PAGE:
War and violence are common in the DRC. There are widespread and persistent attacks by armed groups against civilians, notably in the eastern provinces. In 2021, the UN Joint Human Rights Office (UNJHRO) documented 7000 cases of human rights violations and abuses throughout the country. Since 1996 the country experienced several wars and conflicts due to political instability or internal conflicts among ethnic groups. This ongoing violence has displaced 5.2 million Congolese and over 500 000 Congolese refugees have fled to neighboring countries (UNDP). Despite this, DRC hosts more than half a million people notably refugees from Burundi, the Central African Republic, and South Sudan.

Local conflicts over natural resources, territory, and related types of conflicts is a major negative impact on agricultural production and food security. The agriculture sector constitutes the largest share of the country’s economy, employing about 70 percent of the workforce and contributing a significant share to GDP. Fighting has uprooted farming households, causing them to miss vital planting seasons, and lack of income has meant they are unable to afford seed and basic inputs to resume food production.


Education is a form of human capital and it is a main component of economic growth according to the endogenous growth theory, even if some empirical studies have shown the correlation between growth and human capital, the underdevelopment of most Sub-Saharan African countries can be explained by their low investment in education.

As in many African countries, the largest category of people in the DRC is the youth. According to the INS’ report, the DRC’s population under 15 represents 48 percent of the population.

Investing in education should be an emergency. The education system is plagued by low coverage and poor quality, despite the progress toward universal primary school education over the past few decades. The net attendance rate has increased from 52% in 2001 to 78% in 2018. Still, 3.5 million children of primary school age are not in school, and of those who do attend, 44 percent start school late, after the age of six. National data indicate that only 67 percent of children who enter first grade will complete sixth grade. Of those who reach 6th grade, only 75 percent will pass the exit exam (USAID, 2022).

Improving the reading and writing skills of children is not the only factor, working on the training of teachers and administrators should also be a concern. Their salaries and safety are the key to success. Building an environment in which education can flourish is key, this requires both peace and investment in infrastructure which is largely lacking in the DRC.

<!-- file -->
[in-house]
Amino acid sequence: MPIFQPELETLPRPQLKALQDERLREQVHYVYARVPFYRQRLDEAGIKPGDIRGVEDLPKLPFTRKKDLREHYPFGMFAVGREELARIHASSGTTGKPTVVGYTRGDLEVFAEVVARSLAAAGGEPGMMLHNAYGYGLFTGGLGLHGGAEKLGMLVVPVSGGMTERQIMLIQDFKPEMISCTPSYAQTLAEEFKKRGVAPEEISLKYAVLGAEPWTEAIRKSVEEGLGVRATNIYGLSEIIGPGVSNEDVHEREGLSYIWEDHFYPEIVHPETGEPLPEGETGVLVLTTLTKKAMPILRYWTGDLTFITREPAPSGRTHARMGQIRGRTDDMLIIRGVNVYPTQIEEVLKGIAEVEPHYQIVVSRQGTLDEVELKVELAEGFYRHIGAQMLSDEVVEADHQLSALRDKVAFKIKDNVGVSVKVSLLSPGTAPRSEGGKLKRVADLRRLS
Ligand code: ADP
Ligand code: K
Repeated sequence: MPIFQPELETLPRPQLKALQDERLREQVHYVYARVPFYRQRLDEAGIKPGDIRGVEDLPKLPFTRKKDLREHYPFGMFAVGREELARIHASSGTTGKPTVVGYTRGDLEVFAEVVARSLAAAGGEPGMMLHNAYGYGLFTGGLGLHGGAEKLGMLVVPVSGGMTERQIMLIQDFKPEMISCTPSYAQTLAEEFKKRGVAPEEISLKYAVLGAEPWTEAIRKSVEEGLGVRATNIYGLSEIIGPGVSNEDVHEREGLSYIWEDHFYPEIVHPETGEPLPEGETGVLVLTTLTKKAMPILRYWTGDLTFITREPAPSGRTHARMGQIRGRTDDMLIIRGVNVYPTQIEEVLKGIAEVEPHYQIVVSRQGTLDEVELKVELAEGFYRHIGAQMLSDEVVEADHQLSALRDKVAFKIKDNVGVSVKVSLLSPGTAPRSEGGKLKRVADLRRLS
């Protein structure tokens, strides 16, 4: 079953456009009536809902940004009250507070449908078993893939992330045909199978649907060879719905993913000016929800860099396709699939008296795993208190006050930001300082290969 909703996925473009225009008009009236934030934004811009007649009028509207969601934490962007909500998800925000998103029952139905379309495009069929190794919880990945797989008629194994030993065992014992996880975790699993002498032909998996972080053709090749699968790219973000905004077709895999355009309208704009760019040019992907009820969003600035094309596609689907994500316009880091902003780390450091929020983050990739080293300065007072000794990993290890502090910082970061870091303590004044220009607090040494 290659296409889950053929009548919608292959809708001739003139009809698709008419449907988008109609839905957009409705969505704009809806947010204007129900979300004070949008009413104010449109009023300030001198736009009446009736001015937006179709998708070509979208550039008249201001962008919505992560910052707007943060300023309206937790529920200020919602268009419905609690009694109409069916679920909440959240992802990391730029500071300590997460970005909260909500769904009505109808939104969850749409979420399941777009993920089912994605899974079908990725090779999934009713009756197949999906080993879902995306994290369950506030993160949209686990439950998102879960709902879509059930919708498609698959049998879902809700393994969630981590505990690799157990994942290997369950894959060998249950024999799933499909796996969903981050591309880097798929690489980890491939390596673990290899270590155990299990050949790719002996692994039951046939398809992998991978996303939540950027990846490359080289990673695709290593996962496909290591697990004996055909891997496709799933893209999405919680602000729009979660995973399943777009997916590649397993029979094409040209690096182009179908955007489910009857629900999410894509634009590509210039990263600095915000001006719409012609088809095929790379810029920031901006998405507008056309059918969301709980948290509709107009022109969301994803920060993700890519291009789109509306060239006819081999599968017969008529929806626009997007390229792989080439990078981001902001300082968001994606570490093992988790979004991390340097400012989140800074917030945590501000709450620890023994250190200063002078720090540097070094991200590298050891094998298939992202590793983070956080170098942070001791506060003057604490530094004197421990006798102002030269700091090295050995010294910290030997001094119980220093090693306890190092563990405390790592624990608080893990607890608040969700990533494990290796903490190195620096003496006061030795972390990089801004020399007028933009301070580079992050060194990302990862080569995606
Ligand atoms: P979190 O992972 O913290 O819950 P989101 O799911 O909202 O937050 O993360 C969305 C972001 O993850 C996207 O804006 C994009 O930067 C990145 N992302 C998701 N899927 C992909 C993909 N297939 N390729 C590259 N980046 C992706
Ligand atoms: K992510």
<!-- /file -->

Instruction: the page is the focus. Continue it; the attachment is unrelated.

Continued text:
Economic investment,

As stated earlier, the DRC’s large reserve of mineral resources could be used for economic development. Cobalt is especially in high demand as it is used in electrical cars, electronics and mobile phones. The Industrial sector in the DRC is not modernized and does not fit 21 century requirements. Despite the large size of the country, only a few factories operate in it. Many of the mineral resources extracted are exported to other countries for processing. As a consequence, unemployment remains high. The eventual goal is that these resources are processed locally in order for people to be employed but for this type of economic investment to happen, peace, food security, education, and investment are the precursors.

It is clear that agriculture will remain a big sector in the DRC as many people are working in the agricultural sector. The government is trying to invest in modernizing agriculture which could save millions of people and boost economic growth.

Should the DRC lose heart or is there a solution?

Above all solutions that could be given, peace remains the most powerful weapon that can reduce half of the most challenging issues that the DRC is facing. The DRC was ranked 158 out of 163 countries by the Institute for Economics and Peace in 2022.

People need peace. It is a requirement to be able to grow their own food, to rebuild, to invest in the education of their children. Violence and conflicts at and around the school are known barriers to accessing education.

The crisis that the DRC is facing will end one day if and only if smart reforms are made and actions concretize them. In order to make impactful reforms, it is imperative to understand the big picture.


The author would like to thank Dennis Venter for his insightful comments and suggestions, as well as the members of the RE UC-BuKavu and the club Economique du Kivu(CEK) for their valuable support.


FAO. (2022). Democratic Republic of the Congo: Humanitarian Response Plan 2022. Rome.

Frankel J, 2012, The natural resource curse: A survey of diagnoses and some prescriptions. CID Working Paper №233.

Institut National de Statistique. (2020). Annuaire statistique. Kinshasa.

Institute for Economics & Peace (2022). Global Peace Index 2022: Measuring Peace in a Complex World. Sydney.

Kharas, H., & Dooley , M. (2022). The evolution of global poverty, 1990–2030. BROOKINGS GLOBAL WORKING PAPER #166 , 1–10.

Mahrt, K., & Nanivazo, M. ( 2015). Estimating multidimensional childhood poverty in the Democratic Republic of Congo, 2007 through 2013. WIDER Working Paper 2015/131.

United Nations. (2022). Update on the Democratic Republic of Congo. Récupéré sur

United Nations High Commission for Refugees (UNHCR). 2023. Concerned by conflict’s toll on hundreds of thousands displaced in eastern DR Congo. Récupéré sur

United Nations Children Fund (UNICEF). (s.d.). Democratic Republic of Congo. Récupéré sur

Venter D, 2016 The Need for a Dynamic Approach to Economics, IEDA.